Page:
History matters. One of the most conspicuous weaknesses of the current literature on democratization in Latin America tends to be shortsightedness. Analyses concentrate on trends and events of the past quarter century, with only a passing nod, at most, to earlier political experience. Yet awareness of the past is vital. As the historical record indicates, democratization is by no means an inexorable process: democracies can rise, fall, and return. History also shapes the collective imagination. In nations with long-standing and continuous democracies . . . citizens find it hard to imagine plausible alternatives. In new democracies, however, people have no reason to share this assumption.

We have known very little about how that initial Argentine democratic political system functioned, but its legacy persists and it set the style of politics for generations. The Radical Party, which dominated the initial opening to democracy, remains a key factor in politics, and the Peronists, its principal rivals, see themselves as the true inheritors of Radical traditions. For example, the logo of the 2002 presidential campaign of Peronist Adolfo Rodríguez Saá contained a photograph of Hipólito Yrigoyen, the dominant Radical figure during the period we are considering, along with images of the national hero, José de San Martín, and Juan and Eva Perón. The Peronists’ historical tie to the Radicals is more than just rhetorical. It is clear that Perón borrowed a great deal of his approaches to the popular classes from the Radicals, though he took their ideas much further.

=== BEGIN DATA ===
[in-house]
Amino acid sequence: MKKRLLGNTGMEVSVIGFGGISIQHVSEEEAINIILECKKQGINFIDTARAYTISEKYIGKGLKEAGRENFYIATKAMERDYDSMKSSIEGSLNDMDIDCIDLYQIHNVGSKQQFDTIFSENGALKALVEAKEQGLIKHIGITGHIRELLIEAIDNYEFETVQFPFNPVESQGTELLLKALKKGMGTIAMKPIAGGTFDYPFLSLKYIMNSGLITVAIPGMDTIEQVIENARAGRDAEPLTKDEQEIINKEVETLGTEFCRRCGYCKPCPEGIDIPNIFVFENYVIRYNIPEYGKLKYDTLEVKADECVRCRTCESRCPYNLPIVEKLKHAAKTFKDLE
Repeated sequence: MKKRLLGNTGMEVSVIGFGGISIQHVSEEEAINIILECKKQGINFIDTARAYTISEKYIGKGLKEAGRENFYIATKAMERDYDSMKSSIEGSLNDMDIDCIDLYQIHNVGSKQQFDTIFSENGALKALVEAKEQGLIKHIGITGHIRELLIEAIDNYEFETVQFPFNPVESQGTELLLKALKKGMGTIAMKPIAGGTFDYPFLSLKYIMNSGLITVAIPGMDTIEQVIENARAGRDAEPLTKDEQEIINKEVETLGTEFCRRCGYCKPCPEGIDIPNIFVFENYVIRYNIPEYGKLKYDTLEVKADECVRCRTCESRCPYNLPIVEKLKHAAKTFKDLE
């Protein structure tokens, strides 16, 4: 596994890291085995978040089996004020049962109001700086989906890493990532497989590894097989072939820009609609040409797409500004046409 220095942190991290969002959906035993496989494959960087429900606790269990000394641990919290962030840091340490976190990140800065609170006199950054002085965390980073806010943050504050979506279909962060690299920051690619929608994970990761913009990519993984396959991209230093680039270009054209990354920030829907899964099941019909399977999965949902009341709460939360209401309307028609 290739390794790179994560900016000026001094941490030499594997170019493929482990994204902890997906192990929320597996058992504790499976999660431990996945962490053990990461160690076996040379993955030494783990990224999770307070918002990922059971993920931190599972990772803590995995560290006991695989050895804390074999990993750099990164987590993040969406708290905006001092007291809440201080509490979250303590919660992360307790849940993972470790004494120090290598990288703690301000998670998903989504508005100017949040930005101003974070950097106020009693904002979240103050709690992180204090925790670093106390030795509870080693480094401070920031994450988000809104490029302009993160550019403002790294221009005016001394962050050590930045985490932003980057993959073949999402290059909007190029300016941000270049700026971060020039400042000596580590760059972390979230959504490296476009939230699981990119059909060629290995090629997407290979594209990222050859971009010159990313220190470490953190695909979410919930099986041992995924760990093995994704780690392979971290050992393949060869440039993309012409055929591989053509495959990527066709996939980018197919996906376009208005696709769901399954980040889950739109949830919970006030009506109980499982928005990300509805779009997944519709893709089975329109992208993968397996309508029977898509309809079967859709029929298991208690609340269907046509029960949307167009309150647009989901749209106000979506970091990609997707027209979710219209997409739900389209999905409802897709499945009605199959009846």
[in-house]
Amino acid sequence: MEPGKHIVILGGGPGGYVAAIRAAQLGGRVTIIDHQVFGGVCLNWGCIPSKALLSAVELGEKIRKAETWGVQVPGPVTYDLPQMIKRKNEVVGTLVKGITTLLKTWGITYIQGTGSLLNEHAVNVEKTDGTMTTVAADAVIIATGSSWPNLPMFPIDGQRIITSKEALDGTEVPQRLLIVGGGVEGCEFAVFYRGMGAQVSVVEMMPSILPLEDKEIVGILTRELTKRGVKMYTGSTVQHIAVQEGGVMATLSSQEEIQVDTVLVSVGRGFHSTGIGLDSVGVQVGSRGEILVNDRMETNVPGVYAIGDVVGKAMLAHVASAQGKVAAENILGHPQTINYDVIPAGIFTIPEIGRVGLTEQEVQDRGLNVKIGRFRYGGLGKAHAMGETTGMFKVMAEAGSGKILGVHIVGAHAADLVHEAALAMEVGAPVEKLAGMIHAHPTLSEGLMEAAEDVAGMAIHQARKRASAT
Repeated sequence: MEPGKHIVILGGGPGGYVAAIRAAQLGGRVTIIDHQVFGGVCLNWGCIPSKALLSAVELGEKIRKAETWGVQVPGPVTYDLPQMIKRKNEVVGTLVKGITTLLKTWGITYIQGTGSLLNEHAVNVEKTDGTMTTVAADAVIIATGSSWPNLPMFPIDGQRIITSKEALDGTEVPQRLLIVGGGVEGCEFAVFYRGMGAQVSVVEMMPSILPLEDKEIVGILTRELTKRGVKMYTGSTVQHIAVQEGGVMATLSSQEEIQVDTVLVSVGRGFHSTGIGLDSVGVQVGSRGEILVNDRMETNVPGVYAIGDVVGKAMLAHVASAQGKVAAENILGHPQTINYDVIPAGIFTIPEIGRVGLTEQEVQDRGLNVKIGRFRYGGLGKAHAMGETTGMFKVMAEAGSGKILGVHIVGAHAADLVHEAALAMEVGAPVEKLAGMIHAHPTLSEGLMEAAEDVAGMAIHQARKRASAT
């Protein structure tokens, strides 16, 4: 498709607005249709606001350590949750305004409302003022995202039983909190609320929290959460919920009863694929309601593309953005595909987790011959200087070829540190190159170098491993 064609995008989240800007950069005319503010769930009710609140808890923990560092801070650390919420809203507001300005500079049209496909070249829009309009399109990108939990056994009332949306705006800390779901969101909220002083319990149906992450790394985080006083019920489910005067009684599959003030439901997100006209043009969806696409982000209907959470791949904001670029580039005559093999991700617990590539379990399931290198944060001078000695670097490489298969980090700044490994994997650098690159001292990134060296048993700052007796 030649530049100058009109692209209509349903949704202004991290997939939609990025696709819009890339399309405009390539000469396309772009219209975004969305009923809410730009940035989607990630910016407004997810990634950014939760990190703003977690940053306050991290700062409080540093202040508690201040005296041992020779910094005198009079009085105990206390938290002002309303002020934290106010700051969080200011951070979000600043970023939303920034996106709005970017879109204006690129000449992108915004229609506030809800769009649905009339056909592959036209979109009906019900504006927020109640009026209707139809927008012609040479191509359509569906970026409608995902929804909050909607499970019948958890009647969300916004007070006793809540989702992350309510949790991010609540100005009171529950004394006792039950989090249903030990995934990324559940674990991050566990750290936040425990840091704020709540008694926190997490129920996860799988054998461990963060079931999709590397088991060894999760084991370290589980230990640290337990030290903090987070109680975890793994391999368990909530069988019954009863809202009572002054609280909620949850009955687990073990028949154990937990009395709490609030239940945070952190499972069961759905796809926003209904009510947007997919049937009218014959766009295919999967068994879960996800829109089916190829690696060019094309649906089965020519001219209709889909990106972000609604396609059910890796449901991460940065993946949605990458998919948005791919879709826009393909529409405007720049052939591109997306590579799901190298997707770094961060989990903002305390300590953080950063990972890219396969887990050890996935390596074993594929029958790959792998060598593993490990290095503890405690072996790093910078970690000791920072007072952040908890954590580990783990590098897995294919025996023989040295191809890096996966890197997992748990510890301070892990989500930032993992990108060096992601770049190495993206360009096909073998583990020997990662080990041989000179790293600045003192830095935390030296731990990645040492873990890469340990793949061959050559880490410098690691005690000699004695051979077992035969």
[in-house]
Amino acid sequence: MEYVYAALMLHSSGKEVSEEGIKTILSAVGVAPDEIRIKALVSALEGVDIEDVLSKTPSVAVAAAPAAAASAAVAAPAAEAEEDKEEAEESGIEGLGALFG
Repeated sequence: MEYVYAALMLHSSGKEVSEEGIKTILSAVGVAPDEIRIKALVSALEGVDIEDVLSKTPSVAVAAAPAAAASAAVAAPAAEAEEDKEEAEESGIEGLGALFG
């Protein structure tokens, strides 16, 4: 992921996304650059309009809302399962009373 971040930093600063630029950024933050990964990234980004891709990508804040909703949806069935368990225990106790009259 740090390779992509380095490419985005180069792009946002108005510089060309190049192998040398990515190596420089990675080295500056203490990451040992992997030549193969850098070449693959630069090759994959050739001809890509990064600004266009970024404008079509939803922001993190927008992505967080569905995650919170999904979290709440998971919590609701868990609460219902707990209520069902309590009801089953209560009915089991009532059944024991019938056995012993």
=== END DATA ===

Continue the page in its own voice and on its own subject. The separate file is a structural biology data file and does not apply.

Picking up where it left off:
This book focuses on how the Radical Party attempted to rally support and widen its base, especially within the city of Buenos Aires. This emphasis is based on several premises. More than an organization driven by ideas, the Radicals were motivated by the hope of electoral success. Most of their policies were based on a desire to win an increasing number of votes. The manner in which they went after votes helped to create important fissures in the society. The concentration on Buenos Aires is based on practicality. Argentina is a large country with a federal tradition. The Radical Party differed greatly from province to province, although certain characteristics remained constant. The city of Buenos Aires was and is the center of power and what happens there has an exaggerated impact on the rest of the country. For example, in 1930 the Radical defeat in the congressional elections in Buenos Aires clearly outweighed its respectable showing in the rest of the country; this development helped lead to the coup that ended the experiment in democracy.

The Radical era began after the first fair presidential election in Argentine history with Yrigoyen’s assumption of the presidency in October 1916 and continued until his overthrow by the military in September 1930. The Radical era is not a united whole. The two presidents, Hipólito Yrigoyen (1916–22, 1928–30) and Marcelo T. de Alvear (1922–28), were very different. The period under examination could just as easily be labeled the age of Yrigoyen; he was dominant regardless of whether he sat in the presidential palace. He became a larger-than-life figure with a widespread popular appeal that is, to some extent, difficult to understand three-quarters of a century later. Alvear, although he became president because he was the choice of Yrigoyen, tried to a limited extent to break free of Yrigoyen's influence. Alvear, however, failed to establish widespread popularity or a clear set of policies.